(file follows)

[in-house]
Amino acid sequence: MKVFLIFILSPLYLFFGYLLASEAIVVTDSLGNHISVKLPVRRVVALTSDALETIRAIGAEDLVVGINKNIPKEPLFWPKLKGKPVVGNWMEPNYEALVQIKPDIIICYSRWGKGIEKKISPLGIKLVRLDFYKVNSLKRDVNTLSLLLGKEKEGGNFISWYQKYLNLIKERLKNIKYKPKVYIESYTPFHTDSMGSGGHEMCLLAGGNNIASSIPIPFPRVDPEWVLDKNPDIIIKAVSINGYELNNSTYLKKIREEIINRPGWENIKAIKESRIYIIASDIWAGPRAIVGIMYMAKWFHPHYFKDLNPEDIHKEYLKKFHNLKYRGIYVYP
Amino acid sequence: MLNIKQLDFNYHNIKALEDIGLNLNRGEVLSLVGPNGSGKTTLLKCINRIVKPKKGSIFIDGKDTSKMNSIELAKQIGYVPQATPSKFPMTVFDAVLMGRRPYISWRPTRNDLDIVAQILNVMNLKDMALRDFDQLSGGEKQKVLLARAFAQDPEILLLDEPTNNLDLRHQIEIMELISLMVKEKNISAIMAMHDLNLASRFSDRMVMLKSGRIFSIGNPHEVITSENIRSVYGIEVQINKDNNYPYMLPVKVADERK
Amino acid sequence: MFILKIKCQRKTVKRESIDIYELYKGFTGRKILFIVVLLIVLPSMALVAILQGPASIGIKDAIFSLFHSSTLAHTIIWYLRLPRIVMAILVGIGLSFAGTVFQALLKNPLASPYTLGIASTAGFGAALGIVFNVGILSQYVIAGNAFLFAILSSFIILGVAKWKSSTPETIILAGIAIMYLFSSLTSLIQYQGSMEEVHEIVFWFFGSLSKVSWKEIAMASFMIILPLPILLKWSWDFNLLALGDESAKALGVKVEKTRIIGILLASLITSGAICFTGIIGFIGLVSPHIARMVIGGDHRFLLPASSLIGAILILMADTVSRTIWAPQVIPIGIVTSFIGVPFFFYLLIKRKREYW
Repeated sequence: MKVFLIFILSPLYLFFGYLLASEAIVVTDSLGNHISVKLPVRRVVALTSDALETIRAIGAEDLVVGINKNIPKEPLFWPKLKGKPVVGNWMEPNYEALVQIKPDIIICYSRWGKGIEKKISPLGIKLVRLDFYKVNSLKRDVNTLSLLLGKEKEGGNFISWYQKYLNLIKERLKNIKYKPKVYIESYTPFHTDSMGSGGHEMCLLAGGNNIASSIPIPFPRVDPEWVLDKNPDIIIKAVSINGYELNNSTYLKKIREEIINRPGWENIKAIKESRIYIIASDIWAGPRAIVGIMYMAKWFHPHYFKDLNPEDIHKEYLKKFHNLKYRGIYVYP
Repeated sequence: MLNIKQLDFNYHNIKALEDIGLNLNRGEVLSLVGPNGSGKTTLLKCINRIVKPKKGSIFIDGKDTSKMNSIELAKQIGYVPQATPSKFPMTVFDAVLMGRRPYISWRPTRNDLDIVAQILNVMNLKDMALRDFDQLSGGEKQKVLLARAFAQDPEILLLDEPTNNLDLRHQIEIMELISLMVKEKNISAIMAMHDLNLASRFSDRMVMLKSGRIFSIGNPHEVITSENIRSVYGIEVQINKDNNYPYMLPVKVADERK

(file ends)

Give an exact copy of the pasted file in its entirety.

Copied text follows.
[in-house]
Amino acid sequence: MKVFLIFILSPLYLFFGYLLASEAIVVTDSLGNHISVKLPVRRVVALTSDALETIRAIGAEDLVVGINKNIPKEPLFWPKLKGKPVVGNWMEPNYEALVQIKPDIIICYSRWGKGIEKKISPLGIKLVRLDFYKVNSLKRDVNTLSLLLGKEKEGGNFISWYQKYLNLIKERLKNIKYKPKVYIESYTPFHTDSMGSGGHEMCLLAGGNNIASSIPIPFPRVDPEWVLDKNPDIIIKAVSINGYELNNSTYLKKIREEIINRPGWENIKAIKESRIYIIASDIWAGPRAIVGIMYMAKWFHPHYFKDLNPEDIHKEYLKKFHNLKYRGIYVYP
Amino acid sequence: MLNIKQLDFNYHNIKALEDIGLNLNRGEVLSLVGPNGSGKTTLLKCINRIVKPKKGSIFIDGKDTSKMNSIELAKQIGYVPQATPSKFPMTVFDAVLMGRRPYISWRPTRNDLDIVAQILNVMNLKDMALRDFDQLSGGEKQKVLLARAFAQDPEILLLDEPTNNLDLRHQIEIMELISLMVKEKNISAIMAMHDLNLASRFSDRMVMLKSGRIFSIGNPHEVITSENIRSVYGIEVQINKDNNYPYMLPVKVADERK
Amino acid sequence: MFILKIKCQRKTVKRESIDIYELYKGFTGRKILFIVVLLIVLPSMALVAILQGPASIGIKDAIFSLFHSSTLAHTIIWYLRLPRIVMAILVGIGLSFAGTVFQALLKNPLASPYTLGIASTAGFGAALGIVFNVGILSQYVIAGNAFLFAILSSFIILGVAKWKSSTPETIILAGIAIMYLFSSLTSLIQYQGSMEEVHEIVFWFFGSLSKVSWKEIAMASFMIILPLPILLKWSWDFNLLALGDESAKALGVKVEKTRIIGILLASLITSGAICFTGIIGFIGLVSPHIARMVIGGDHRFLLPASSLIGAILILMADTVSRTIWAPQVIPIGIVTSFIGVPFFFYLLIKRKREYW
Repeated sequence: MKVFLIFILSPLYLFFGYLLASEAIVVTDSLGNHISVKLPVRRVVALTSDALETIRAIGAEDLVVGINKNIPKEPLFWPKLKGKPVVGNWMEPNYEALVQIKPDIIICYSRWGKGIEKKISPLGIKLVRLDFYKVNSLKRDVNTLSLLLGKEKEGGNFISWYQKYLNLIKERLKNIKYKPKVYIESYTPFHTDSMGSGGHEMCLLAGGNNIASSIPIPFPRVDPEWVLDKNPDIIIKAVSINGYELNNSTYLKKIREEIINRPGWENIKAIKESRIYIIASDIWAGPRAIVGIMYMAKWFHPHYFKDLNPEDIHKEYLKKFHNLKYRGIYVYP
Repeated sequence: MLNIKQLDFNYHNIKALEDIGLNLNRGEVLSLVGPNGSGKTTLLKCINRIVKPKKGSIFIDGKDTSKMNSIELAKQIGYVPQATPSKFPMTVFDAVLMGRRPYISWRPTRNDLDIVAQILNVMNLKDMALRDFDQLSGGEKQKVLLARAFAQDPEILLLDEPTNNLDLRHQIEIMELISLMVKEKNISAIMAMHDLNLASRFSDRMVMLKSGRIFSIGNPHEVITSENIRSVYGIEVQINKDNNYPYMLPVKVADERK